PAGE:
MixedThe Washington PostIf you are one of the many Americans who hates Congress, this book is for you ... It is a testament to the authors’ formidable work ethic that they’ve managed to produce a full-length book 2 1/2 years after Donald Trump won the presidency, even as they’ve continued to crank out a daily tipsheet for political junkies ... in an era when the White House is a never-enSherman and Palmer’s rootedness in Washington, moreover, undercuts their ability to capture how Democrats tapped into the intensity of some Americans’ distaste for Trumpding source of stunning revelations, some incendiary comments made behind closed doors on Capitol Hill don’t carry the same punch ... What I missed most of all in the book was something simple: voters’ voices. Told almost entirely from an inside-the-Beltway perspective, Sherman and Palmer’s book depicts men and women operating in a universe that is completely detached from the rest of America. While that does reflect part of why many Americans resent Congress, it’s also why some Americans mistrust the reporters who cover it.
PositiveThe Washington Post[W]ith a journalist’s eye, Austen explores the intersection between discrimination and income inequality through the lens of the men and women experiencing some of America’s worst housing conditions ... Austen describes key moments in painstaking detail, and he weaves in pop culture and public policy to provide broad context for the poverty and violence that come to define this patch of Near North [Chicago] ... There are moments when the level of detail is overwhelming ... Not every incident in a person’s life holds equal significance, and at times, the book’s granularity robs compelling moments of their power. And the tough assessments Austen makes of the project’s outsiders rarely extend to those inside it ... Throughout the book, Austen succeeds in giving Cabrini-Green residents the kind of agency few policymakers are willing to offer them. There is no happy ending for many former Cabrini-Green residents, but there is no question that they made their mark on not just the American psyche but public policy.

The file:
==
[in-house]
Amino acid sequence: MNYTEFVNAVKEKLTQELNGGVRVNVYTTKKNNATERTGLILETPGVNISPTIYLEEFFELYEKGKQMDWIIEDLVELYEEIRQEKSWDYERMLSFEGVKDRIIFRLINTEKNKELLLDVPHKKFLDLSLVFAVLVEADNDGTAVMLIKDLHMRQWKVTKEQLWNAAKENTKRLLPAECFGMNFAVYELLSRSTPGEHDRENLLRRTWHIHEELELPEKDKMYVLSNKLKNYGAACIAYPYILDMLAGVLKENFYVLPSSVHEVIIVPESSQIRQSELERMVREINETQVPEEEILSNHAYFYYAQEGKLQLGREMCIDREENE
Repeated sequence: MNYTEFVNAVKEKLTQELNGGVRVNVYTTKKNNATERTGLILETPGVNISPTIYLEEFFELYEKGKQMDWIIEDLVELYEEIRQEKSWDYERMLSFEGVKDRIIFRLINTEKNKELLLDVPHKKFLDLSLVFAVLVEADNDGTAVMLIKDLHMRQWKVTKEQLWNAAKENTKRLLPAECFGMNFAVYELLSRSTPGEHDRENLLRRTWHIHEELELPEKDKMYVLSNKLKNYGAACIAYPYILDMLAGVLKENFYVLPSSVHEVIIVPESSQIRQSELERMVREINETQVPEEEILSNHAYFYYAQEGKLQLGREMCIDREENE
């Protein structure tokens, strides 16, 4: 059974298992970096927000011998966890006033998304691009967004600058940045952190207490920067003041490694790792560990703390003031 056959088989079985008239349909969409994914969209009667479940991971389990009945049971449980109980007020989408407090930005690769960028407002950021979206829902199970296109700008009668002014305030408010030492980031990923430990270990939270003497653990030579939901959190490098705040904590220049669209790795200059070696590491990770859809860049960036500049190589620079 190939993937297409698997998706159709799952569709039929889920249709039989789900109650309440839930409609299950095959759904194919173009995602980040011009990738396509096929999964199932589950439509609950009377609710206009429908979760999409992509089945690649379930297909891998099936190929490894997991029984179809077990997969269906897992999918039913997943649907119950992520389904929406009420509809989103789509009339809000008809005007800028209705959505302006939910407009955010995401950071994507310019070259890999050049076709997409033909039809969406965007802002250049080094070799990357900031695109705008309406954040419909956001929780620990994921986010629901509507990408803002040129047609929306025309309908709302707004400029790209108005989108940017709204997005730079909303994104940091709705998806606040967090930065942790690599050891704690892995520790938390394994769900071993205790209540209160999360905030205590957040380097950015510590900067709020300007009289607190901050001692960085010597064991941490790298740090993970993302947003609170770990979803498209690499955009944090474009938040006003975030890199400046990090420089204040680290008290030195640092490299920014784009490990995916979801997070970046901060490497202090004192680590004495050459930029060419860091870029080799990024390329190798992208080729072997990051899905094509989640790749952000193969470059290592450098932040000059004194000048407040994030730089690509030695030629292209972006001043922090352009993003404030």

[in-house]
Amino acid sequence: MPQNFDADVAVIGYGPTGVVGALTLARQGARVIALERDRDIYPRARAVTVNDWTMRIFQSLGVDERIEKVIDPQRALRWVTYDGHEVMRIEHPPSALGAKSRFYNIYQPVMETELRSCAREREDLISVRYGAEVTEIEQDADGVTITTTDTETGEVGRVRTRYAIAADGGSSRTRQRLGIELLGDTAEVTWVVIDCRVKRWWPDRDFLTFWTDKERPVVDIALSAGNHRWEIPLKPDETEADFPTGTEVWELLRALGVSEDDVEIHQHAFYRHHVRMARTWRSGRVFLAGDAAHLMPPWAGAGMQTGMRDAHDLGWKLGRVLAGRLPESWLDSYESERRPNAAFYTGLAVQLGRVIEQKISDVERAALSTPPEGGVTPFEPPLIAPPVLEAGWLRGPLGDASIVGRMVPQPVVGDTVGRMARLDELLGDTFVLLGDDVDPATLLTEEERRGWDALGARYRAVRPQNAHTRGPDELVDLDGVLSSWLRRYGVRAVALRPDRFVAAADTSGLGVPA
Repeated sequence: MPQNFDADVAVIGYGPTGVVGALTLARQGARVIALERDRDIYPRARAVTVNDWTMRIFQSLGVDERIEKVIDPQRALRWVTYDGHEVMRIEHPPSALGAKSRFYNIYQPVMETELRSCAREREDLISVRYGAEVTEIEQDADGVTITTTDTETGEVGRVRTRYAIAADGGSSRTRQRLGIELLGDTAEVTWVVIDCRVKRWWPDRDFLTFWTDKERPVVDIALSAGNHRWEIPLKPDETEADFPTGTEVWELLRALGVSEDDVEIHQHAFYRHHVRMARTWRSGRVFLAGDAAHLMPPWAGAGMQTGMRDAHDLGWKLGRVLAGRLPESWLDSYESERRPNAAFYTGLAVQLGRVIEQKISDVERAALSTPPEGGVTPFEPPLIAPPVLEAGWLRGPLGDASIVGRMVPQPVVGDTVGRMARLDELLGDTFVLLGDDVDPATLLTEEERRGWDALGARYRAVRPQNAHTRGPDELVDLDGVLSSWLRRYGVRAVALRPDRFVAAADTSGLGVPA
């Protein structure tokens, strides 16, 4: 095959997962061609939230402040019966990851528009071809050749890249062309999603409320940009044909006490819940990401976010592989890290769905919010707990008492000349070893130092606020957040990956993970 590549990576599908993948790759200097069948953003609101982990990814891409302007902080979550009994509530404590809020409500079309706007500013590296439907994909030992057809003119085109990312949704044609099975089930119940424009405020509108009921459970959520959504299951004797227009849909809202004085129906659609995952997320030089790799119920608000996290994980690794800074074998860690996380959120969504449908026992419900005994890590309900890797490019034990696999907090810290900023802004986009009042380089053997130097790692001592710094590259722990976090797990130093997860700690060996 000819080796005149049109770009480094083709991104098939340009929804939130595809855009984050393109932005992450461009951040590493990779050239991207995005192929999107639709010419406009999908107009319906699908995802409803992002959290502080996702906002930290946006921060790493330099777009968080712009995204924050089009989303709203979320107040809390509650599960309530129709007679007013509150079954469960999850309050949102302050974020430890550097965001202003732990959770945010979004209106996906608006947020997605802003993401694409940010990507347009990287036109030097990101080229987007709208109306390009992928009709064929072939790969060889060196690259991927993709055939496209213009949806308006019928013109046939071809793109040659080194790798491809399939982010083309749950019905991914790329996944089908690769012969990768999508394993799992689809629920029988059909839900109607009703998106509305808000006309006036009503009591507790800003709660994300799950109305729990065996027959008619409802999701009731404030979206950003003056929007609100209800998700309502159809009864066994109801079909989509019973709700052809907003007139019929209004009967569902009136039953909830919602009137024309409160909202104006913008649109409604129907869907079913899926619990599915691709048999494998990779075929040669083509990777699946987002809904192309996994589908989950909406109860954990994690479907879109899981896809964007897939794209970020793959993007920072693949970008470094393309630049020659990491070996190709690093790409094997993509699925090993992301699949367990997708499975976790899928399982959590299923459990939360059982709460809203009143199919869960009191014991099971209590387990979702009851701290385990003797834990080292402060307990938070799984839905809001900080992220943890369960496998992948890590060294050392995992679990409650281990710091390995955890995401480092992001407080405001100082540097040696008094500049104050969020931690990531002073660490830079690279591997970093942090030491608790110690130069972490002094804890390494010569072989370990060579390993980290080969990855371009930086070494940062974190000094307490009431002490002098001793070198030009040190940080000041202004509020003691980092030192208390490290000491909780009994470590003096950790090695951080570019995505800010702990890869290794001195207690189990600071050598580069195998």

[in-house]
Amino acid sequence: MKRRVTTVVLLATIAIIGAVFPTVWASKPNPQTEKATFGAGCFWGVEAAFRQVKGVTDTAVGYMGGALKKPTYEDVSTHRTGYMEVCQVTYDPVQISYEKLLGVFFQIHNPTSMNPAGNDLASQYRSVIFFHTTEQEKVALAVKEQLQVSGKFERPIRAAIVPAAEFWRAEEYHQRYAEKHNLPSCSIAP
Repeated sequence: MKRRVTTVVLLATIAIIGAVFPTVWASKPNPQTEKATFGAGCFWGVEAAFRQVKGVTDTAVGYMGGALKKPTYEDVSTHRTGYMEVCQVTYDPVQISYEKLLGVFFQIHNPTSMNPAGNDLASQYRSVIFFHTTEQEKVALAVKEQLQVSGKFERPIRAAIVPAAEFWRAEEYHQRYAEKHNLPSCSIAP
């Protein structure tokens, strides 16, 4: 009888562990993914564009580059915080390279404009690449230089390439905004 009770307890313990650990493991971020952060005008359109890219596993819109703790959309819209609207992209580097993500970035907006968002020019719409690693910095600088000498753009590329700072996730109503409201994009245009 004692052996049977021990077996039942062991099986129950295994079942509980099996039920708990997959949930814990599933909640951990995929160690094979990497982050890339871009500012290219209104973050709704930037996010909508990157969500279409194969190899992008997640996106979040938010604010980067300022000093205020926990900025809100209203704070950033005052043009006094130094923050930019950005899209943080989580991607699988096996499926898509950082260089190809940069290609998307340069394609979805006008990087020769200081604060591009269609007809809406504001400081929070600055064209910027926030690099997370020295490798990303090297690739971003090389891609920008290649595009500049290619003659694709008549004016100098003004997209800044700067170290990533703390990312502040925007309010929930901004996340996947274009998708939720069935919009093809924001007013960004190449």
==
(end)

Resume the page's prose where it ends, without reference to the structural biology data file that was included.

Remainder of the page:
PositiveThe Washington PostReading it is a sobering experience, one that shows what’s really at stake when it comes to our sprawling, costly and illogical health-care system ... Rosenthal — who practiced medicine before entering journalism and now serves as editor in chief of Kaiser Health News — combines her reportorial and medical skills to provide an authoritative account of the distorted financial incentives that drive medical care in the United States. As a result, she has produced a fairly grim tale of how patients — and at times, insurers — are getting ripped off, sometimes with devastating consequences ... While Rosenthal does her best to squeeze in a few jokes (mostly lighthearted references at pathologists’ expense), the subject matter makes for dense reading at times. This is a thorough book, but it’s hard to envision a casual reader picking it up and whiling away the weekend with it ... Maybe every lawmaker and administration official should pick up a copy of An American Sickness. Then, at last, the serious debate could begin.